From the atmospheric Whitby Abbey in Dracula to Stonehenge in Tess of the D'Urbervilles, our abbeys, castles and historic sites have inspired many an author over the centuries - here are just a few of our favourites.
1. Dracula at Whitby Abbey
The moody and magnificent ruins of Whitby Abbey have drawn generations to the headland location as a site of settlement, religious devotion and literary inspiration. Bram Stoker immortalised the ruins as the backdrop to Count Dracula's arrival on British shores in the gothic classic that spawned a whole generation of vampire stories. The Victorian writer of Cranford, Elizabeth Gaskell, also wrote about the Abbey ruins.
2. Tennyson at Tintagel Castle
The birthplace of the legend of King Arthur, the magical Tintagel on the wild Cornish coast has inspired myths and legends through the centuries. Alfred Lord Tennyson featured the romantic castle in his poem 'Guinevere' as well as 'Idylls of the King' and the castle also features in the tale of Tristan and Isolde.
3. Thomas Hardy at Stonehenge
The enduring mystery of Stonehenge has inspired those who visit it for centuries. Thomas Hardy's tragic heroine Tess of the d'Urbervilles finds sanctuary within the stone circle with true love Angel Clare after stabbing the dastardly Alec to death. Described by Angel as "A very Temple of the Winds" Stonehenge provides the couple with shelter and solitude. But the romantic scene is all too short - after just a few days Tess is caught.
4. Charles Darwin at Down House
One of the most influential scientists of the 19th century, Charles Darwin lived at Down House in Kent for over 40 years. Visitors to the property today can see the study where he wrote 'On the Origin of Species', and wander through the gardens that so inspired him.
5. Dickens and Brodsworth Hall
The case of Jarndyce v Jarndyce described in Charles Dickens' Bleak House is thought to be inspired by a similar incident which took place at Brodsworth Hall. The Brodsworth inheritance incident eventually led to Parliament passing the Accumulations Act in 1800, often called the Thellusson Act (after Peter Thellusson, who owned Brodsworth at the time), which limited the length of time that property could be left to accumulate.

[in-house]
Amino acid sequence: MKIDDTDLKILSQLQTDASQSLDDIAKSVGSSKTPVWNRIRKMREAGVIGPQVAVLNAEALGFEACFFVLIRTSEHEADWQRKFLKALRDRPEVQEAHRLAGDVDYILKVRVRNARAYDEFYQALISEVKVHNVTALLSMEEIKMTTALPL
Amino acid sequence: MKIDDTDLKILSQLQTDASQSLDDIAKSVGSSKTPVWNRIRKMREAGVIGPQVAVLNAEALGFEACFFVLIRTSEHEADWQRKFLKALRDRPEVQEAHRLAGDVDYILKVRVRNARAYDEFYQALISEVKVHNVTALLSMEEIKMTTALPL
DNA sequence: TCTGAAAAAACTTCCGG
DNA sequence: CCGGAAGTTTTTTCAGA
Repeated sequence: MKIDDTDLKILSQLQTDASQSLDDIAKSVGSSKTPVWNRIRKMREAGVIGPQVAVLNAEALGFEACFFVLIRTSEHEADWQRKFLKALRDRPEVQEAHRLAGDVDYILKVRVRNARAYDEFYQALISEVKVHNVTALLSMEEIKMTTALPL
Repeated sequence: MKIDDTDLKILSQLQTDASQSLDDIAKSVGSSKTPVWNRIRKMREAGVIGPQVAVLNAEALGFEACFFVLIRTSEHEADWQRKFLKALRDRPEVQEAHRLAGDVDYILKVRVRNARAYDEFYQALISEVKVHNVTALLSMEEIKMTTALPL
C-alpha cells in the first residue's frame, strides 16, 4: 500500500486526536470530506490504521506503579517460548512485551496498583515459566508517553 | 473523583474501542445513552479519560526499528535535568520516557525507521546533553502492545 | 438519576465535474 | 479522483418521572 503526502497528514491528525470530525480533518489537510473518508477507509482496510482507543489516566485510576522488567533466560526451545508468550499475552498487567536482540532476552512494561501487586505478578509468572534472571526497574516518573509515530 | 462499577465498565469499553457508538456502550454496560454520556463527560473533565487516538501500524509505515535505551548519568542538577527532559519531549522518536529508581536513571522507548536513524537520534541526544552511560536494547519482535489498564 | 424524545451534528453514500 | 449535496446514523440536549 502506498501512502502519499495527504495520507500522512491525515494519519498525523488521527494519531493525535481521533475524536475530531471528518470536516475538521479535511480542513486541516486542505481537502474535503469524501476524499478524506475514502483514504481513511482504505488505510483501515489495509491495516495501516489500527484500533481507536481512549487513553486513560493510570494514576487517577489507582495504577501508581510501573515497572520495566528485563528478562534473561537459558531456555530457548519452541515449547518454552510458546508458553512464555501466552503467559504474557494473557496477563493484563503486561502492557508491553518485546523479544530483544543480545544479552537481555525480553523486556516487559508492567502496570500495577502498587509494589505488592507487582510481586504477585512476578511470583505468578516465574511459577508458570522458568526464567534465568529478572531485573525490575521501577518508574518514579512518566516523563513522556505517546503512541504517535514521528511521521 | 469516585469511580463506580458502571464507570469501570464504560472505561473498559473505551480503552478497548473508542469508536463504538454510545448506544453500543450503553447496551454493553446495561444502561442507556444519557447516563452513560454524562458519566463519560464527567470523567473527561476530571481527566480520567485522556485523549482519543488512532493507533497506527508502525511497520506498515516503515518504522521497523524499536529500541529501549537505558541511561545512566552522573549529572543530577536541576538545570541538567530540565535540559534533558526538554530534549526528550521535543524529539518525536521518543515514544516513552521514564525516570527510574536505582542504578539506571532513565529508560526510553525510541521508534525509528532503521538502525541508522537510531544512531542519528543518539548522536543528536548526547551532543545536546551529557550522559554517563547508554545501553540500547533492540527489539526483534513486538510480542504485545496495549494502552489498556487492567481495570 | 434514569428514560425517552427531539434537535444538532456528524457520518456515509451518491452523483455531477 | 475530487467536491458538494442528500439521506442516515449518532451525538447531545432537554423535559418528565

6. Sir Walter Scott in the Midlands
Sir Walter Scott was inspired by three properties in the Midlands - Kenilworth, Ashby de la Zouch and Peveril Castle. His novel 'Kenilworth' was based on the story of Elizabeth I, Robert Dudley and his wife Amy Robsart and takes place at the castle, though many of the details are fictional!
The grand medieval castle at Ashby de la Zouch featured in Ivanhoe, and Peveril Castle in Derbyshire was glamorised in his longest novel, 'Peveril of the Peak'.
7. Wordsworth at Furness Abbey
The romantic ruins of Furness Abbey lie in the 'vale of nightshade', a beautiful wooded valley in Cumbria. The extensive and ornate remains inspired Wordsworth, who visited the abbey several times and were celebrated in his famous Prelude of 1805.
8. Chaucer at Dartmouth Castle
In the 14th century, the picturesque waterfront Dartmouth Castle was ideally positioned to protect the homes and warehouses of the town's wealthy merchants. John Hawley, who began constructing the castle in 1338, was the inspiration for the flamboyant 'Shipman' in Chaucer's 'A Shipman's Tale'.
9. The First Recorded Poet at Whitby Abbey
England's first recorded poet, Caedmon, was a monk at Whitby Abbey shortly after its foundation in the seventh century. Caedmon turned his hand to poetry after being inspired by a dream.
10. Shakespeare and Warkworth Castle
Towering above the River Coquet, Warkworth Castle was home to Harry Hotspur, the famous warrior immortalised in Shakespeare's Henry IV.